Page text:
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Messages - halftheloop
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« on: October 16, 2007, 01:22:08 PM »
Ah. Well, if you apply by the school's deadline you should be fine. I know there is a risk that those who have applied early get first dibs, but the schools won't have filled every single seat before their stated deadline.
You'll receive your score three weeks-ish after the test, so you'll know how you did before the new year rolls around, leaving plenty of time to apply before most schools' February deadlines.
I say apply for 2008!
what about for T14 schools? i probably have to aim higher on the december LSAT (175+?) than i would if i were taking the september LSAT (170+?) in order to compensate for missed time right?
« on: October 16, 2007, 01:18:35 PM »
i haven't even started looking at the apps... but i have a friend who is willing to help me out with making sure at least ONE of my applications is perfecto- so i obviously want to take advantage of her help and choose the most demanding/thorough application? anyone know off hand which T14 requires the most essays/attachments/etc.
« on: October 13, 2007, 09:50:04 PM »
anyone have any good links to LSAT tips/practice material/anything they'd like to share??
« on: October 12, 2007, 11:03:37 PM »
everyone always talks about how you have to detach yourself from the world as we know it and instead enter the "LSAT World of Logic" when we take this test. other than the obvious preparation of learning formal logic/flawed methods of reasoning etc. BEFORE taking the test, any tips on how to totally conquer this mindset actively and successfully WHILE taking the test? for instance, should i approach the stimuli with less focus on the content of what they're saying and try to break it down structurally instead in terms of premise-subsidiary-conclusion?
what i would do for robin's brain...
« on: October 09, 2007, 08:05:19 PM »
Just wondering if anyone could answer this for me...
I originally signed up to take the June 2006 LSAT without doing my homework and quickly realized that I would not be ready for the exam. I submitted my paperwork a week or two before the test (early enough for the partial refund) to tell LSAC I would not be taking it. Since I was studying abroad that fall, I wasn't able to prepare adequately until this year--just took the September 2007 LSAT. Anyway, my question is this: will my June '06 snafu appear as a cancellation on my LSAC report to law schools? It does show up as "No score available" or something like that in my account, but I was just wondering if it would appear any different than for someone who took the exam and decided to cancel afterward.
Hope that makes sense. Thanks for your help!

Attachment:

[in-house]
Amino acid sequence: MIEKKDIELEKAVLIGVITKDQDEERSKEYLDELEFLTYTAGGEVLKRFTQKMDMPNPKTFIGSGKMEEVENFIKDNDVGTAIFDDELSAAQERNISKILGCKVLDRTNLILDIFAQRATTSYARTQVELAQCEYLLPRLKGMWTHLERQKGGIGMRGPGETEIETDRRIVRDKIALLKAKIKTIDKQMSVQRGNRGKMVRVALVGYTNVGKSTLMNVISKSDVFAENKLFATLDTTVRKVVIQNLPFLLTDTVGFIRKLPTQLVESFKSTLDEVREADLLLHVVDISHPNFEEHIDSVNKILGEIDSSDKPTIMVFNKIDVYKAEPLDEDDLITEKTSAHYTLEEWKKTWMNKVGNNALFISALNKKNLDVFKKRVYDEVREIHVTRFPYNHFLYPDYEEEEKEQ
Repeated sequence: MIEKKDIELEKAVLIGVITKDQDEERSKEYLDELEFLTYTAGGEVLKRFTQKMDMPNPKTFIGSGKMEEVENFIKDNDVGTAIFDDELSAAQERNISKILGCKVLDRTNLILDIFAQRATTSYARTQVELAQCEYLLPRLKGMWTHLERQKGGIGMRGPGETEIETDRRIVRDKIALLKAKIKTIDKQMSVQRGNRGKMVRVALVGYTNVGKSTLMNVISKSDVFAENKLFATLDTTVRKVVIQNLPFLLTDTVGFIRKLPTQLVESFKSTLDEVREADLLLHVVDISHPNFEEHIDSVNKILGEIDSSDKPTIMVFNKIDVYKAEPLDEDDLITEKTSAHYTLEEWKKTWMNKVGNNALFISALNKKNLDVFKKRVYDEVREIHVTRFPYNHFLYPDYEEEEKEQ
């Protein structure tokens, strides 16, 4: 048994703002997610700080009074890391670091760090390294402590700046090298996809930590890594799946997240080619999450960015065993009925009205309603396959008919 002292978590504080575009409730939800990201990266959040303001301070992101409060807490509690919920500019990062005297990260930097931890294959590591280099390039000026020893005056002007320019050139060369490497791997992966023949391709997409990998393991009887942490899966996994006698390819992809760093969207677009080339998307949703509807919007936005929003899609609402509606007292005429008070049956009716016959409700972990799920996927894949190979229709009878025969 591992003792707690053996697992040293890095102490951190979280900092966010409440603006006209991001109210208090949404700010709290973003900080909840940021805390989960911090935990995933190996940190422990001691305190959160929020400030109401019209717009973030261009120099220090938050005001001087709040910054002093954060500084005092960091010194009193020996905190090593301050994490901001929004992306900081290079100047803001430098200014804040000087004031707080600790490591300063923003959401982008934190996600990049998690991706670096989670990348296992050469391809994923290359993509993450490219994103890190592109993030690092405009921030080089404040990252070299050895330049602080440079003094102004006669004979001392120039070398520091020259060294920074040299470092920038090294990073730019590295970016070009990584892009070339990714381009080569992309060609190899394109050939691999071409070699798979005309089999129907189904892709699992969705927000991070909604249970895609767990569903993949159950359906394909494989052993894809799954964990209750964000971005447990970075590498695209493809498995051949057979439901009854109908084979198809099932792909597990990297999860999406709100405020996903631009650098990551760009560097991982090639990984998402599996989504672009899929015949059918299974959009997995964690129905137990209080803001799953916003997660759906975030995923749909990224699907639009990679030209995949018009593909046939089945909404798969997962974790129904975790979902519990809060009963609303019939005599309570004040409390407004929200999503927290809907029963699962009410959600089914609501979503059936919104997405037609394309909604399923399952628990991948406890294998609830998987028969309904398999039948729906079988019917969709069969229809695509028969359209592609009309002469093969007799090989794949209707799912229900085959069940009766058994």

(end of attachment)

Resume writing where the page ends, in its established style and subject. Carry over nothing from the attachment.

don't worry about it, nothing is going to show up as long as they received it that week. you're fine!
« on: October 09, 2007, 03:46:54 PM »
my neck is seriously KILLING me from doing these practice tests day in and day out... this test is literally a hazard to my health! i might be the kid you see wearing a neck brace at the exam...
« on: October 09, 2007, 11:44:12 AM »
does this make for a potentially compelling PS topic, or perhaps just a huge turn off to the ad committee? :
VERY LONG story short, my family basically went from riches to rags because my dad was caught for white collar crimes that made him go bankrupt essentially and drained us of everything. needless to say, it has had a huge impact on every corner of my life. is this something that is risky to discuss in a PS - while it's not violence or anything, i dont' want them to think it runs in the family nor that i'm just some formerly-rich-kid complaining about not having money... i just want them to know my experience with seeing the flipside of the law and how much it has affected me blah blah blah.
is white collar crime too mundane? too risky to write about? your thoughts please.
« on: October 08, 2007, 12:13:58 PM »
please PM me if you have any recommendations!
« on: October 07, 2007, 11:16:11 AM »
Pretty much any time spent will be procrastinating and thinking of a topic, so you can take as long or as short as you want. I planned pretty much everything I was going to write lying in bed one night, trying to fall asleep. I still hadn't put anything down on paper, though, in July. Then my recommender asked for a copy and I actually had a deadline. I wrote it up in a couple hours, spent an hour editing it, and had it ready that evening.
i think that's how i'm going to approach it. i'd rather spend two months studying for the lsats and a week on my PS than have my PS procrastination hinder my study time. deadlines are a pusher.
« on: October 06, 2007, 11:08:47 PM »
how much time should i allocate to doing this thing? haven't even started brainstorming yet, but i'm trying to setup a deadline for when to get it done by... (taking december lsat)
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